Russian Forces Reportedly Withdrawing From Georgian Town
By Gerry J. Gilmore
American Forces Press Service
WASHINGTON, Aug. 20, 2008 Unofficial reports indicate that Russian troops began to withdraw from the Georgian town of Gori last evening, a senior Defense Department spokesman said here today.
“We’re going to have to see whether or not that is the beginning of a true withdrawal,” Bryan Whitman said, or “some sort of token effort.”
Meanwhile, deliveries of U.S. humanitarian supplies to Georgia continue, Whitman said. About 264 tons of supplies have been air-delivered to Georgia so far, he said.
Whitman also told reporters that Russian troops in Georgia took some U.S. military Humvee vehicles. He said he didn’t have a number of confiscated vehicles to provide to reporters, but he noted that they are U.S. government property.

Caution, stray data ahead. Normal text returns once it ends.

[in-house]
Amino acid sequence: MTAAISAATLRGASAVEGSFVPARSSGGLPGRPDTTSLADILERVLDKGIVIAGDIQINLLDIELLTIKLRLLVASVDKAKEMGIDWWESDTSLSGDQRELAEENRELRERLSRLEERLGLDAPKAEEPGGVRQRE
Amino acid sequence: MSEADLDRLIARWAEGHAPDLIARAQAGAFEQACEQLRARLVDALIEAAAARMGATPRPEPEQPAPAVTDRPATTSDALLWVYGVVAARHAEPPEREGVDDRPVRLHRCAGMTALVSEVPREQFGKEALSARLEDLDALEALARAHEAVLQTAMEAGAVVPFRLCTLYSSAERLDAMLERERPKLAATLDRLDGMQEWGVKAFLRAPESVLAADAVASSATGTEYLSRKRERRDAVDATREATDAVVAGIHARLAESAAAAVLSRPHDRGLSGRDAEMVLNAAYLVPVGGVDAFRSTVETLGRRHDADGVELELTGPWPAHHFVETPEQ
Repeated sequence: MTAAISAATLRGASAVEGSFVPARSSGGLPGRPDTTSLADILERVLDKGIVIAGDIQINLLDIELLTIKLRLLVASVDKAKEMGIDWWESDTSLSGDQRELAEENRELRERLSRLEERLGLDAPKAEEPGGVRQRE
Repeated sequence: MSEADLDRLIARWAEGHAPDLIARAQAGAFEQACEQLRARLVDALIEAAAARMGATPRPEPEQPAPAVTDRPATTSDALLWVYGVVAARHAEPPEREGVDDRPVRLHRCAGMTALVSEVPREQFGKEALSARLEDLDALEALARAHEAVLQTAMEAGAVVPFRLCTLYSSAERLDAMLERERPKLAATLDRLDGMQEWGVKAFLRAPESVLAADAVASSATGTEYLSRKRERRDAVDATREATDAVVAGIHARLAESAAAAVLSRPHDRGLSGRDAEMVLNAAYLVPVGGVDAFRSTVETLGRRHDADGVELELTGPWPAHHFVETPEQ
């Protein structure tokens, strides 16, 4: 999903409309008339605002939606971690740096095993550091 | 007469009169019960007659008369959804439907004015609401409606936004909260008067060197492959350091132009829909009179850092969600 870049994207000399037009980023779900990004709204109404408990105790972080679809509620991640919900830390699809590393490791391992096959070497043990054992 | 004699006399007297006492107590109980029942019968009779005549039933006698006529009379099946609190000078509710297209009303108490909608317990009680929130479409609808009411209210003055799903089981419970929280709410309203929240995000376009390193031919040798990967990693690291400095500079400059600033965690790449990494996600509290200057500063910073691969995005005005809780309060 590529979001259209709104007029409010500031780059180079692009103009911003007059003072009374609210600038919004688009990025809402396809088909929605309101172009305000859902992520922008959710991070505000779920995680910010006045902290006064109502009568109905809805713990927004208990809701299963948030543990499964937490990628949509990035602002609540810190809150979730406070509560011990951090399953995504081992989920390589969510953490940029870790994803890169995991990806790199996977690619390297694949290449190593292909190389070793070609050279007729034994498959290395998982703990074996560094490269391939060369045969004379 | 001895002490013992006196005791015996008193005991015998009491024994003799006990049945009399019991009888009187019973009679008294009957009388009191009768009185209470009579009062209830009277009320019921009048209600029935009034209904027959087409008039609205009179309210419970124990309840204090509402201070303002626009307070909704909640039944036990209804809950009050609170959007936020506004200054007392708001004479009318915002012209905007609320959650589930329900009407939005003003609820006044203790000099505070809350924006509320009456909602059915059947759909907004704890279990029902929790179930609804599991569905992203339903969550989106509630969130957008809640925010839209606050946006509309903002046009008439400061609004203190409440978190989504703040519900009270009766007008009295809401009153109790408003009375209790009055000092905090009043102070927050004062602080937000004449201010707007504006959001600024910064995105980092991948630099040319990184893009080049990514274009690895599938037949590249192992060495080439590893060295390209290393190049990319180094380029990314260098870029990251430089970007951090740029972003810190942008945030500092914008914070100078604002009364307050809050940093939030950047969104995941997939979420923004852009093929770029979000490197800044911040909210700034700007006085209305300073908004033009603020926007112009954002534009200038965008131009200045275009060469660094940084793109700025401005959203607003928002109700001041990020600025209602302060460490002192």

The Humvee issue “is unresolved at this point,” Whitman said.
Russia escalated a simmering conflict with neighboring Georgia when it invaded the former Soviet republic, followed by bombing civilian infrastructure and wreaking “havoc and destruction” in Georgian villages, Secretary of State Condoleezza Rice said at a news conference in conjunction with a meeting of NATO foreign ministers in Brussels, Belgium, earlier this week.
“The behavior of Russia in this most recent crisis is isolating Russia from the principles of cooperation among nations of the communities of states,” Rice said. “It is not an act of the United States or the European Union or anyone else to isolate Russia, it is what Russia is doing.”
In a strongly worded statement, NATO leaders today called for an immediate withdrawal of Russian forces to pre-conflict levels. This posture is in accordance with a peace agreement signed late last week by Russia’s President Dmitriy Medvedev and Georgia’s President Mikheil Saakashvili.